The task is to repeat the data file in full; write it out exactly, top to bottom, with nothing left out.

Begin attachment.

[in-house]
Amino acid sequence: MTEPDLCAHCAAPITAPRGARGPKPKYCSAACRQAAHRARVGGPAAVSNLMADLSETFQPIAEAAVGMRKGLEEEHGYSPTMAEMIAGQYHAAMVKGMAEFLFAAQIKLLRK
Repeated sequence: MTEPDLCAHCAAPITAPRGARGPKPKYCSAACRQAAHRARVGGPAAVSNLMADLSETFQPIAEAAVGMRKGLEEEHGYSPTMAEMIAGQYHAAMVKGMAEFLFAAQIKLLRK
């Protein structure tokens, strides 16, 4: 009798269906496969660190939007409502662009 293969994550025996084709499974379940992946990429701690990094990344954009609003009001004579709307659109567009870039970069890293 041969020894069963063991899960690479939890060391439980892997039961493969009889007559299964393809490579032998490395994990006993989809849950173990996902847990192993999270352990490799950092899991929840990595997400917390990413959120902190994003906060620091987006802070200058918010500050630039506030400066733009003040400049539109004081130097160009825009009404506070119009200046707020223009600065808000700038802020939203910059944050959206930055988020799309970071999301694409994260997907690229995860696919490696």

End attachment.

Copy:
[in-house]
Amino acid sequence: MTEPDLCAHCAAPITAPRGARGPKPKYCSAACRQAAHRARVGGPAAVSNLMADLSETFQPIAEAAVGMRKGLEEEHGYSPTMAEMIAGQYHAAMVKGMAEFLFAAQIKLLRK
Repeated sequence: MTEPDLCAHCAAPITAPRGARGPKPKYCSAACRQAAHRARVGGPAAVSNLMADLSETFQPIAEAAVGMRKGLEEEHGYSPTMAEMIAGQYHAAMVKGMAEFLFAAQIKLLRK
């Protein structure tokens, strides 16, 4: 009798269906496969660190939007409502662009 293969994550025996084709499974379940992946990429701690990094990344954009609003009001004579709307659109567009870039970069890293 041969020894069963063991899960690479939890060391439980892997039961493969009889007559299964393809490579032998490395994990006993989809849950173990996902847990192993999270352990490799950092899991929840990595997400917390990413959120902190994003906060620091987006802070200058918010500050630039506030400066733009003040400049539109004081130097160009825009009404506070119009200046707020223009600065808000700038802020939203910059944050959206930055988020799309970071999301694409994260997907690229995860696919490696």